Just our luck that a couple weeks after our great Bastille Day dinner, Le Chardonnay unfortunately closed it’s doors. The good news is that Chef Sami Fgaier is planning to be back with a new restaurant venture in Spring, 2010. Let’s hope the fabulous moules make the move as well.
In early July, when Bastille Day (July 14th) was still a couple weeks away, we decided to call around to the different Francophone restaurants (Le Chardonnay, L’Etoile, Sardine, etc.) to find out what special menus they had planned for celebrating France’s national holiday.
Our call to Le Chardonnay was the most intriguing. While they hadn’t finalized the menu, they promised they get back to us when Chef Sami Fgaier had decided what to serve. And sure enough, a couple of days later, they called back with a list of French favorites that seemed to go on and on. We made a reservation for three, thinking that our 6 year old daughter would at the very least be able to enjoy their famous frites.
We had often talked about visiting Le Chardonnay, especially since the whole family is very big on mussels, and one thing the restaurant is known for is their all you can eat Moules et Frites on Tuesdays and Thursdays.
Chef Sami’s menu is generally French, with subtle Mediterranean/North African accents that reflect his Tunisian background. A good example was the carrot based turchi that was served with a basket of bread: this addicting spread was an interesting blend of sweet and spice, with the flavor of carrots being balanced with cumin overtones.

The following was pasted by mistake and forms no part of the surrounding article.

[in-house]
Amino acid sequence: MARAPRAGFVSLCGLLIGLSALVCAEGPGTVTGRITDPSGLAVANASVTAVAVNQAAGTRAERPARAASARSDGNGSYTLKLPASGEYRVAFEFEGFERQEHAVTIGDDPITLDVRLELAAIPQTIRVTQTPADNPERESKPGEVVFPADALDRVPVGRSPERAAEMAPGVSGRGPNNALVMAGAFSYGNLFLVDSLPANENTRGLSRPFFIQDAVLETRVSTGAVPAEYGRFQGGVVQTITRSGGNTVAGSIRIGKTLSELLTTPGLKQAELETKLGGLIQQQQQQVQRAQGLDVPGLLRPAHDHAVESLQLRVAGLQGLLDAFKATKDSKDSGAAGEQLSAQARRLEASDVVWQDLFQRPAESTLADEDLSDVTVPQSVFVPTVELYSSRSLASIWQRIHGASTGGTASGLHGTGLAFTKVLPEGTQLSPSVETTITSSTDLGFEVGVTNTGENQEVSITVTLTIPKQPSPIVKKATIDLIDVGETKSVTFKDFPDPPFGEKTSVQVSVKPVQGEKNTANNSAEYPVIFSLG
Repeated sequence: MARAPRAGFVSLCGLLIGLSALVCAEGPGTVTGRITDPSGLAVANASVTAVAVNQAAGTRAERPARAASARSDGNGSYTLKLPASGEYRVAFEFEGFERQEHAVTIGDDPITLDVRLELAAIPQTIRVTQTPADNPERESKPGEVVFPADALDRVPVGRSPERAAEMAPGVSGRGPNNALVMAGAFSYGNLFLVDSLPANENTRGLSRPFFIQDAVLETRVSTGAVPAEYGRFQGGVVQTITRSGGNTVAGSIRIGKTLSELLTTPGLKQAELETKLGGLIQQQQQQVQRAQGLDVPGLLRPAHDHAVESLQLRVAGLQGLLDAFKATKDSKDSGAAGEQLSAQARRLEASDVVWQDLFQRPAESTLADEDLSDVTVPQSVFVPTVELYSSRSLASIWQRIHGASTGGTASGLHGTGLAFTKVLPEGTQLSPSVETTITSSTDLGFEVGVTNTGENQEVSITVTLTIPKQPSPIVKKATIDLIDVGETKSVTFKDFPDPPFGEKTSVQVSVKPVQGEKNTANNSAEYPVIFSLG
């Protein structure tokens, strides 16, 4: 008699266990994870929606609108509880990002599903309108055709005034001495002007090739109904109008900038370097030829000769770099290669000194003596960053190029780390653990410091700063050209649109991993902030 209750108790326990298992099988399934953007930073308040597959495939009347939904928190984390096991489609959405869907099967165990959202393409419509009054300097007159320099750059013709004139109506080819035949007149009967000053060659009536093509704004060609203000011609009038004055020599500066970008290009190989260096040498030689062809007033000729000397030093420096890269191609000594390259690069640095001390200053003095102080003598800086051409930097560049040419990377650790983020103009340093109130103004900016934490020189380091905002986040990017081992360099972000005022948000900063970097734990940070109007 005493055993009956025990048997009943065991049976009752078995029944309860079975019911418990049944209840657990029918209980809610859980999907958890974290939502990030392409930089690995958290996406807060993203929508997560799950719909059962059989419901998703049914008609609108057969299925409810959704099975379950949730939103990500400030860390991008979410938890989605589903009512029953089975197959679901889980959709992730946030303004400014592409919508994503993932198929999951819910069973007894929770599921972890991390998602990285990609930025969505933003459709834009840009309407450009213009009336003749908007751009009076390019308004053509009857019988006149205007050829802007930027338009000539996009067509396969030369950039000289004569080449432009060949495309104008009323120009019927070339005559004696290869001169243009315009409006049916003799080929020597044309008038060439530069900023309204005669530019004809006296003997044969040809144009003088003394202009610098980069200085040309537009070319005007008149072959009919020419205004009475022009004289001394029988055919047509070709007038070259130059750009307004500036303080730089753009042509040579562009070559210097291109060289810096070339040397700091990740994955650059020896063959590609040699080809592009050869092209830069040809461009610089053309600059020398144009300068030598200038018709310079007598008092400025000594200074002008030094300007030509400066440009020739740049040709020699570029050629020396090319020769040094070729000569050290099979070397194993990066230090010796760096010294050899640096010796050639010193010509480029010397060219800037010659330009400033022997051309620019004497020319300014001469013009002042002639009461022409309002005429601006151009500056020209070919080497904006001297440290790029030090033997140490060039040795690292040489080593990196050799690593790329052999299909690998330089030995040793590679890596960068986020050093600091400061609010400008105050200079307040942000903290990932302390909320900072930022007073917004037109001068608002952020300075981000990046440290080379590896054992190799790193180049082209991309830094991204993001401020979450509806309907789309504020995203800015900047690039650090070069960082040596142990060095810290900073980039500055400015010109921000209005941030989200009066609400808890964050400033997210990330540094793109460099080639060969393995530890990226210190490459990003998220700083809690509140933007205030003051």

He is also one of those chefs who comes out of the kitchen to check on arriving guests, greeting some of that night’s patrons in French. Note: hearing French spoken by both the chef and patrons at a French restaurant in the US is always a good reflection on the overall experience.
For appetizers we shared the Escargot with red wine and prosciutto and the Roasted Veal Sweetbreads, spicy with chorizo and paprika. Both were very good, but the Sweetbreads were the hit: so few restaurants even attempt this treat, that it is great to see it on a menu, let alone being done imaginatively well.
Although Chef Sami brought her a taste of the braised rabbit pasta out of concern for a kids noodle centric palate, our daughter ordered the Bastille Day version of Le Chardonnay’s Mussels. Versus the standard garlic, shallot, and white wine sauce, these “clams” as our daughter calls them, came with a more cream based sauce. She gobbled them up all the same, along with plenty of the delicious frites.
Both of our entrees were hits: the halibut came on a bed carmelized root vegetables and duck breast with orange sauce over mushroom risotto had a citrusy zing to it.
We also had an interesting experience with our server. He was clearly brand new, since any basic question about the menu required a visit to the kitchen or host stand for an answer. But he handled his inexperience well. He was up front about being new, and enthusiastically tracked down the anwers to all our questions. What could have been an off note on the night, actually turned out well. We’ll take someone with an energetic helpfulness over a bored and cynical pro any day of the week.
Le Chardonnay is on a busy street (Johnson) and we have often zipped past, wondering about the restaurant within. After our great Bastille Day experience, however, we will be sure to slow down and stop more often.
Here is what some other local foodies have to say about Le Chardonnay:
320 West Johnson St.
Madison, WI 53703